It’s not uncommon in movies for the protagonist to be someone who is operating at a level well below their potential, and then the story is about whether and how they’ll mature, improve their moral character, succeed financially, extricate themselves from a bad situation, whatever. I suppose any coming of age story about a teen or young adult changing their life as a result of some new insight and maturity would be an instance of this, though there are many other examples.
In the French film The Beat That My Heart Skipped (De Battre Mon Coeur S’est Arrete in French), what we have is a shady, low level gangster type (Romain Duris) who is a gifted pianist. He has at least some conscious desire to go where his better nature is leading him, which is pursuing music instead of crime.
I’m not a hundred percent clear on the nature of his criminal lifestyle, by the way. I know he vandalizes buildings, releases sacks full of rats in them, etc. when tenants aren’t paying the rent, because it works better than going through cumbersome eviction proceedings. (These are buildings he or his father own, or in some cases perhaps others who hire him own.) But I’m not sure if the destruction is sometimes for other reasons besides non-payment of rent. Like maybe to collect on insurance, or to get people out of rent controlled apartments, or to bring down the price of buildings they’re trying to buy, etc.
I enjoyed this movie’s parts more than its whole. That is, there are several elements, several scenes that are noticeably well done, yet the film itself never grabbed me in a big way.
There are interesting relationships, crisp dialogue, occasional humor, certainly beautiful, beautiful women.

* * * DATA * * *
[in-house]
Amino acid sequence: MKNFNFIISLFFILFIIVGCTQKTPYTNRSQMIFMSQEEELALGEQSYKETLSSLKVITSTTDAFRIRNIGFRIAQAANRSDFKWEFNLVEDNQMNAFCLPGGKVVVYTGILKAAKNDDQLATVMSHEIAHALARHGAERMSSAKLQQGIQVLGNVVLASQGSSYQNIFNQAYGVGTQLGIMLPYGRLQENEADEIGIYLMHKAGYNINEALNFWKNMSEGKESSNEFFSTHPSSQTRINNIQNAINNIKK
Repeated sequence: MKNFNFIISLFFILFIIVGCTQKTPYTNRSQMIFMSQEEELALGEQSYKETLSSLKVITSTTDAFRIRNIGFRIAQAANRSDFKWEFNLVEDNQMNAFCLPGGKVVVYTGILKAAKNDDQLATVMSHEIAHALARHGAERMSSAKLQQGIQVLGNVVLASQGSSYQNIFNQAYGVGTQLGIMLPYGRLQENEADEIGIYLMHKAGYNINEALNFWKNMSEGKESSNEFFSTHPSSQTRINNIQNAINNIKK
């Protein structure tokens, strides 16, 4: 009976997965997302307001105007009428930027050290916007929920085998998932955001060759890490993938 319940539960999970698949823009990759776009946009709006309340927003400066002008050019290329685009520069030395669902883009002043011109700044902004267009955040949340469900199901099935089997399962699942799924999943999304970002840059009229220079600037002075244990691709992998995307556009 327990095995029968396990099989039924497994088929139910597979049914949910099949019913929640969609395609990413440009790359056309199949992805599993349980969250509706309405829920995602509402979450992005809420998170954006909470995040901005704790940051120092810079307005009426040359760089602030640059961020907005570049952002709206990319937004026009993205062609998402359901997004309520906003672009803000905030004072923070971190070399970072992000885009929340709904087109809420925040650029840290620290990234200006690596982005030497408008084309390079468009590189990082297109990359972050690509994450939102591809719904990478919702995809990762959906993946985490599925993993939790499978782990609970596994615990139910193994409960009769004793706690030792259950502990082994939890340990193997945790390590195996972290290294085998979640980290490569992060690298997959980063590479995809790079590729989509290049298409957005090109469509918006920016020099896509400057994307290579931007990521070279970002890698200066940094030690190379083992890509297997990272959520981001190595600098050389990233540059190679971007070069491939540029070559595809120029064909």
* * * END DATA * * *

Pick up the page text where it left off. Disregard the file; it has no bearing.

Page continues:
The relationship between Duris and his father is nicely sensitive in its treatment of the way paternalism is gradually shifting to where the son is looking out for the father.
I also enjoyed the fact that the woman who is training Duris for his piano comeback speaks Chinese and no French, and he speaks French and no Chinese, and yet they talk back and forth at the air when they’re together, even at times losing their tempers and berating each other in mutual incomprehension.
The bloody and violent parts of the movie are few, but therefore more striking and effective.
The movie does enough right that I’m inclined to give it at least a mild recommendation.
One more note: The Beat That My Heart Skipped is based on James Toback’s 1978 film Fingers with Harvey Keitel. In looking at reviews of The Beat That My Heart Skipped, I found that both many of those that were favorable and many of those that were unfavorable agreed on one point: that Fingers is as good or better. So if you’re wary of foreign films and having to read subtitles, this may be an instance where an American version is at least as worth checking out anyway.